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Feeling Stuck in Your Career? What Should You Do and Can a Career Coach Help?

Though I’m not a mind reader and you and I haven’t met yet, I bet that if you’ve landed on this page, something is really not working for you in your career as it is today.

And that, to be perfectly blunt, sucks. Because it doesn’t have to be that way.

You’re at the right place. I'm Sasha Raskin. I'm an author and a career coach in Boulder with clients all over world, and after a few meaningful career coaching sessions I had today I felt called to share some in-depth insights with you about feeling stuck in your career and how you can take the necessary steps to get unstuck.

career coach sasha raskin true next step boulder colorado

If you're feeling overwhelmed, unsure of what to do next, or just plain frustrated with your career path, this comprehensive blog post is for you.

Let's do a quick dive into the main reasons why people get stuck in their careers, explore the mental and emotional aspects of feeling stuck, discuss some practical solutions to help you move forward, and understand how a career coach can support you throughout the process.

Main Reasons Why People Get Stuck in Their Careers

Whatever the job situation is, when potential clients reach out to us for help, they usually feel stuck and are not sure where to go next. To simplify, they stand paralyzed at a metaphorical crossroad, now knowing if they should turn right or left, usually because they don’t like either option. And being stuck in “freeze” mode definitely doesn't feel good either.

Here are just a few common ways that people describe where they’re at when they reach out to us for help:

  • “I feel like I am trapped in this position”

  • “I made it to the top of the career mountain but I’m not happy up here and am stressed all the time.”

  • “I have recently left my job, and I am attempting to start my own business.“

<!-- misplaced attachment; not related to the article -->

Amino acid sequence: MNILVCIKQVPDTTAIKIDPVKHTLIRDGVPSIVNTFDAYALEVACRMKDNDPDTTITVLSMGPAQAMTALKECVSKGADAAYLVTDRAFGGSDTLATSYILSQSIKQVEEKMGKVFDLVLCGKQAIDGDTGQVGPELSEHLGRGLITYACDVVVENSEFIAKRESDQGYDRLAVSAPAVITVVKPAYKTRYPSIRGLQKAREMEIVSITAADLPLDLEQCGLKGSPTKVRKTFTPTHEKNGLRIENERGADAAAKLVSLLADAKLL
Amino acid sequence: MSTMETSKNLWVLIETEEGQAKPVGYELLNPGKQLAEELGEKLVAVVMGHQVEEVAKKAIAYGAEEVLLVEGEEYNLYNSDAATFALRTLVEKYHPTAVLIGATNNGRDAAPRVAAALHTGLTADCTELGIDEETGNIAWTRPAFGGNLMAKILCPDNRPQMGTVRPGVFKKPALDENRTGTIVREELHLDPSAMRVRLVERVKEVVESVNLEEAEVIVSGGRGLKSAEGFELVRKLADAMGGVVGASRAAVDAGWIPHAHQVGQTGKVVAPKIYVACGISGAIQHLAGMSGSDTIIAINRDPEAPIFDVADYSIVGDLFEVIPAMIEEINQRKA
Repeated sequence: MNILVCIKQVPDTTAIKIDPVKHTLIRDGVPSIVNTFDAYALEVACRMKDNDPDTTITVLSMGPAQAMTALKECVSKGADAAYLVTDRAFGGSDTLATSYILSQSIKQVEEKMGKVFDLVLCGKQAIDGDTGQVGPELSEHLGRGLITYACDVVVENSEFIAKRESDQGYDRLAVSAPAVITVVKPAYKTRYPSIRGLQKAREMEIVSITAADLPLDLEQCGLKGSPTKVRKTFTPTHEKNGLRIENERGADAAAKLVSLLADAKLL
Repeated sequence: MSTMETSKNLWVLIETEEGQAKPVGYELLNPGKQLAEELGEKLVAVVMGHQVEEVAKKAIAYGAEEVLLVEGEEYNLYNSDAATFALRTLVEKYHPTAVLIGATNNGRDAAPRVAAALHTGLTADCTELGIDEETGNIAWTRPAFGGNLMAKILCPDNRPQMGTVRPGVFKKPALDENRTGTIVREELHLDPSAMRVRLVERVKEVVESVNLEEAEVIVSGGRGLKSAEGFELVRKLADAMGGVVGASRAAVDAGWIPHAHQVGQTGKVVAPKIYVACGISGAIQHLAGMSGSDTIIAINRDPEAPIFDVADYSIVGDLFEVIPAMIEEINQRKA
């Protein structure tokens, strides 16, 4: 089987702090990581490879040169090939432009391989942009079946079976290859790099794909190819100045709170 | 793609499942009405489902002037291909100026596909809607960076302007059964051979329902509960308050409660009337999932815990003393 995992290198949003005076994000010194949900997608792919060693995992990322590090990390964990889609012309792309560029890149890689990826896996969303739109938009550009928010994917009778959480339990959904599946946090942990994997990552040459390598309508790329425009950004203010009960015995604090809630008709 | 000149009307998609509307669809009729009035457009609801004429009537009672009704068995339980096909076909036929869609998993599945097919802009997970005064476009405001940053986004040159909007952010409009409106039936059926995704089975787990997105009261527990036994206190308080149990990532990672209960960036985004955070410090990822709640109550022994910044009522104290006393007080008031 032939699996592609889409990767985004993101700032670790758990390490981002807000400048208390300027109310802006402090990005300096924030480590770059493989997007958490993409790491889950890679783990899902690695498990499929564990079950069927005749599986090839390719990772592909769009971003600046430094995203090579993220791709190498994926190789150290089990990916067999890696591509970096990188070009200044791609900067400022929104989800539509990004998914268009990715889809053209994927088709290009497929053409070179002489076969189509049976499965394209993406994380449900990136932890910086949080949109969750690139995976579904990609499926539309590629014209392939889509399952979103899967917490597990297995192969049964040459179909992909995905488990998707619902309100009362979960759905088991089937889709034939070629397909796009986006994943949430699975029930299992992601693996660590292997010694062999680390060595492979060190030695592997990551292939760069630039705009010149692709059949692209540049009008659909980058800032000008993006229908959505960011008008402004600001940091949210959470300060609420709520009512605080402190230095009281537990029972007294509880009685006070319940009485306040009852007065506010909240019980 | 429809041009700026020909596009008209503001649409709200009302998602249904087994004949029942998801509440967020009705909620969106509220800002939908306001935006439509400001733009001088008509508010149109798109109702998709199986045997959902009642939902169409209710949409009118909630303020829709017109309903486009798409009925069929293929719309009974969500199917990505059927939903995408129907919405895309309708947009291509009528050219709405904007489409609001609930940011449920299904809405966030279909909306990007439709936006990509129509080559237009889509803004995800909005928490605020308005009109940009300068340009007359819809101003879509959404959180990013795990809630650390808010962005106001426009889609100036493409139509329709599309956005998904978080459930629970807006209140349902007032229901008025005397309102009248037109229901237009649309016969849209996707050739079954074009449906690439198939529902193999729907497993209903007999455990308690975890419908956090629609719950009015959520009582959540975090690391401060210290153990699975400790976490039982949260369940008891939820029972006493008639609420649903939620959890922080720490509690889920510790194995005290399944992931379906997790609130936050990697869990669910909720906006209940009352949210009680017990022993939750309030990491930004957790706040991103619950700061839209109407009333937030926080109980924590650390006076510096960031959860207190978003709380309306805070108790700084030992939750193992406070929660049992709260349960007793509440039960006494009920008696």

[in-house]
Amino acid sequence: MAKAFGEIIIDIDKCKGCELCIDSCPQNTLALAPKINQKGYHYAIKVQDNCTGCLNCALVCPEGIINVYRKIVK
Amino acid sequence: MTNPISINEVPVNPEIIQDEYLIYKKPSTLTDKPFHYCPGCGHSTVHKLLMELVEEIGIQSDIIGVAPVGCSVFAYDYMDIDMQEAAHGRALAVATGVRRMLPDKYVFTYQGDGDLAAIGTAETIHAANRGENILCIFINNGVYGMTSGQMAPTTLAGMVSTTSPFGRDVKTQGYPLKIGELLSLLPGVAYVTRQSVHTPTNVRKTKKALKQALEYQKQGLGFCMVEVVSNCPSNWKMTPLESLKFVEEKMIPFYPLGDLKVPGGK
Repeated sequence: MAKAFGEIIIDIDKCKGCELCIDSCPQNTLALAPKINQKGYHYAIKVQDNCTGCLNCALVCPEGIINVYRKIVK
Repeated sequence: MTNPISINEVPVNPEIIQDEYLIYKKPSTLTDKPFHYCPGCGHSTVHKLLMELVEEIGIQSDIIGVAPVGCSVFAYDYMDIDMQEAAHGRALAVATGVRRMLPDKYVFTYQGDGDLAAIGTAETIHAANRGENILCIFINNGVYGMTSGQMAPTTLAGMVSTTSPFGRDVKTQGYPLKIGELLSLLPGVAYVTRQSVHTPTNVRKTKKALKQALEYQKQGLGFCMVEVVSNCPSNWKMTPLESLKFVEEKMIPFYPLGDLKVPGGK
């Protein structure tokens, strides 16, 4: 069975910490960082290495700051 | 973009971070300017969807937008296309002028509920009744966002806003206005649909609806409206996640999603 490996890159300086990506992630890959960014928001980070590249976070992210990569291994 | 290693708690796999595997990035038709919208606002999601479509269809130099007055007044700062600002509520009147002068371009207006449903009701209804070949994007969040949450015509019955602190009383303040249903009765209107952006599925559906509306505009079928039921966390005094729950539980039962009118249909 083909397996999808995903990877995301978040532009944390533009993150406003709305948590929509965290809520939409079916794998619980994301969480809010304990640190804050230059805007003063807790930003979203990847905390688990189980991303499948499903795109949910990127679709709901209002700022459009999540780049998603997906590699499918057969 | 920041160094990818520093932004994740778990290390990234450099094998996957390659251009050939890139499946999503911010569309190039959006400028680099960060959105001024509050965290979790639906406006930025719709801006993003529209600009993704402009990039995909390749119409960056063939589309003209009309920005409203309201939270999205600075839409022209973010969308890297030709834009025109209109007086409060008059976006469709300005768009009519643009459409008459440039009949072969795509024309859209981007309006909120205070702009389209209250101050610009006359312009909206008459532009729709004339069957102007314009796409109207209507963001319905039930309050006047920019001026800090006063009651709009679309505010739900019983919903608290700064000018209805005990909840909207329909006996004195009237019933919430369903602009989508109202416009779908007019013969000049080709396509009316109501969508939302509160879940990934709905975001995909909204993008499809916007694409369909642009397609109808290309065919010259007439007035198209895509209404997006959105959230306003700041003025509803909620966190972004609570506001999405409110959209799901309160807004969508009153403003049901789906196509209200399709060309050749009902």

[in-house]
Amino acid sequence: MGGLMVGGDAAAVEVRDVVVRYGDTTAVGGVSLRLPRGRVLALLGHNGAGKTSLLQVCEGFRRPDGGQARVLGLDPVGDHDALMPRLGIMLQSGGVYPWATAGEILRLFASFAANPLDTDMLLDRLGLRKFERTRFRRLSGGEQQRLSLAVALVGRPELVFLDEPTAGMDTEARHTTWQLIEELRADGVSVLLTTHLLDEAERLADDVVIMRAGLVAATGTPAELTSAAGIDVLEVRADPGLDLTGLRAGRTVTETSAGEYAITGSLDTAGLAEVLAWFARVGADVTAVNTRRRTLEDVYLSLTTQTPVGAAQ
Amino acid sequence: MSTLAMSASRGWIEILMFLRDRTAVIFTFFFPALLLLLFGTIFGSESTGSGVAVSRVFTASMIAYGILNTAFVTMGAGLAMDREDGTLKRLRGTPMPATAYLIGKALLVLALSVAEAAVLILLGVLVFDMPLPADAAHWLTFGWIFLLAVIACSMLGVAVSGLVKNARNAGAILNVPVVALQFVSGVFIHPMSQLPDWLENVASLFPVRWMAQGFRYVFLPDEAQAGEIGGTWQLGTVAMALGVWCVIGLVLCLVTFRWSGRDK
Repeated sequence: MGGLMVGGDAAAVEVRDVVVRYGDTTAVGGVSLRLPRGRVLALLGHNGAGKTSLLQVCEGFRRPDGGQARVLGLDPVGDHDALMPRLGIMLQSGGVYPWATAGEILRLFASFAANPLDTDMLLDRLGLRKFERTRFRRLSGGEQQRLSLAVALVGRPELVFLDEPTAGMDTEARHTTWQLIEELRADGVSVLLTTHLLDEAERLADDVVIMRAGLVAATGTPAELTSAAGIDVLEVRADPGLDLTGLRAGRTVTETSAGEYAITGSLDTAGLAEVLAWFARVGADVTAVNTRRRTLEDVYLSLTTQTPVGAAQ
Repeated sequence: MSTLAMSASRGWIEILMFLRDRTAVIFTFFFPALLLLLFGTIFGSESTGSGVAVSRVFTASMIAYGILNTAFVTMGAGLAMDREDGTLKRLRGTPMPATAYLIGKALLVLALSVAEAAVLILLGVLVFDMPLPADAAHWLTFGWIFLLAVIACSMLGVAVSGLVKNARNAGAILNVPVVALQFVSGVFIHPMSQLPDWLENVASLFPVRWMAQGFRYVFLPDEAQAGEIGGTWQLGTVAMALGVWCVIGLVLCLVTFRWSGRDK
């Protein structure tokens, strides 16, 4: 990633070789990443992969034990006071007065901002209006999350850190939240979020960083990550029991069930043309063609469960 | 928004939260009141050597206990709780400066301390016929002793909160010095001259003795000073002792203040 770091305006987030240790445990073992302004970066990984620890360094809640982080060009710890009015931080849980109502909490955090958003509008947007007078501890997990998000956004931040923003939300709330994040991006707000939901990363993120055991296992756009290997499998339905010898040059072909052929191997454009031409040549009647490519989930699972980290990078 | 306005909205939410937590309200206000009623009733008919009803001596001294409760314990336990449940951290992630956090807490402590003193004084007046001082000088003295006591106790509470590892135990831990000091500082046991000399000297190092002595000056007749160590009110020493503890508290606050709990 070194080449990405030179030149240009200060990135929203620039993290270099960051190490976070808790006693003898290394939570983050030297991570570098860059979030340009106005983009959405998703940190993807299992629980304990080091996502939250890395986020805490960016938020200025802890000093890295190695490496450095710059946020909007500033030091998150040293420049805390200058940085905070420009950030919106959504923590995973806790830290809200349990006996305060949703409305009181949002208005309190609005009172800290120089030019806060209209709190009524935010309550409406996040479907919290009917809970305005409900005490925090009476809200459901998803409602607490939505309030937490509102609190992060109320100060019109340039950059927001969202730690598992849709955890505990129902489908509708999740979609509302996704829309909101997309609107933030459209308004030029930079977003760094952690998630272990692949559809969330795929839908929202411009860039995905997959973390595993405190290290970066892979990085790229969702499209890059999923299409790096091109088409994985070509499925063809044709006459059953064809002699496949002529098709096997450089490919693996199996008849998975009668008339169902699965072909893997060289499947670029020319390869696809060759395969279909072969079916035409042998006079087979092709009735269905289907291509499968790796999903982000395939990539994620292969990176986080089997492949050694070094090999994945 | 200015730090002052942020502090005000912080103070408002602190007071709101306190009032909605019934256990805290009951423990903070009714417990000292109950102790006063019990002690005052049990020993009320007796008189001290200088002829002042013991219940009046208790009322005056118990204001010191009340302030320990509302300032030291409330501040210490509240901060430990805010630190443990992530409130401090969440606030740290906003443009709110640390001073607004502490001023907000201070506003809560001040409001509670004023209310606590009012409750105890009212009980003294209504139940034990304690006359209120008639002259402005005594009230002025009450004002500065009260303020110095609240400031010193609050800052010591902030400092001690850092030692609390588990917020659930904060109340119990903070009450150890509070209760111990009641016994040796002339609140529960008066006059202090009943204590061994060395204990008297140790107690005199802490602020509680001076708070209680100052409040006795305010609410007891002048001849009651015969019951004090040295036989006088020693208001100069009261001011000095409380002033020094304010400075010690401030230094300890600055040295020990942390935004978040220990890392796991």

• “For a mix of personal and professional reasons, I decided I just needed time away. I’m preparing to re-enter the workforce in the next few months.”

  • “I am at square 1 of finding a new career. I am paralyzed and don't know where to start, and I do not know what I want to do or where I want to go. I am not even clear on my strengths.”

  • “I want to find the next opportunity that will give me purpose.”

  • “The environment is becoming toxic and I'm very burnt out.”

Do you recognize yourself in any of the statements above?

I wouldn't be surprised if you did. It’s incredible how similarly our clients describe their career struggles, even if they’re in totally different career tracks, industries, and stages.

There are several, very valid factors that can cause you to feel stuck in your career.

Here are some of the most common reasons:

  • Lack of career growth opportunities: According to a Gallup study, 87% of millennials and 69% of non-millennials rate "professional or career growth and development opportunities" as important in a job (1). If you're in a job where there's no room for advancement or personal development, it's natural to feel stuck and disengaged. To use a simple allegory, some fish actually grow based on how big the body of water they live in is. It's a curious phenomenon called "density-dependent growth," which basically means that the number of fish in the area or the resources available can affect how fast they grow. Goldfish for example can grow way bigger if they have more space to swim around in. So, if you've got a goldfish in a small tank, it'll probably stay pretty small, but if you put it in a larger pond, it can get much bigger. If you feel too constricted to grow where you’re at, it might not be you, but the environment that’s to blame.

  • Job dissatisfaction: A study published in the Journal of Vocational Behavior found that job satisfaction is closely linked to overall well-being and mental health (2). If you're not happy with your job or the work environment, it can be difficult to feel motivated and engaged, leading to a sense of stagnation. I’m not saying that it’s realistic to be constantly ecstatic about what you do without experiencing any ups and down. What I am saying is that the baseline should be high enough, so that even the occasional lows don’t feel that low.

  • Unclear career goals: A study in the Journal of Applied Psychology found that setting specific and challenging goals can lead to higher performance (3). Not having a clear sense of where you want to go in your career can leave you feeling directionless and stuck, as you may struggle to set and achieve meaningful goals.

  • Fear of change: As psychologist Susan David states in her book "Emotional Agility," change can be scary, and it's natural to feel apprehensive about leaving the comfort of your current job for something new (4). This fear can prevent you from pursuing new opportunities, leaving you feeling stuck in your current situation.

Main Reasons People Get Stuck in Paralysis Analysis and Don't Take Action

Overthinking can be a significant obstacle when it comes to taking action. I’ve seen countless times, with my clients or even in my own life how well the constant replaying of the problem can disguise itself as doing something about it. The truth is that just worrying about your current career situation is not the solution - it’s just a disempowering illusion.

Here are some common reasons why people get stuck in paralysis analysis: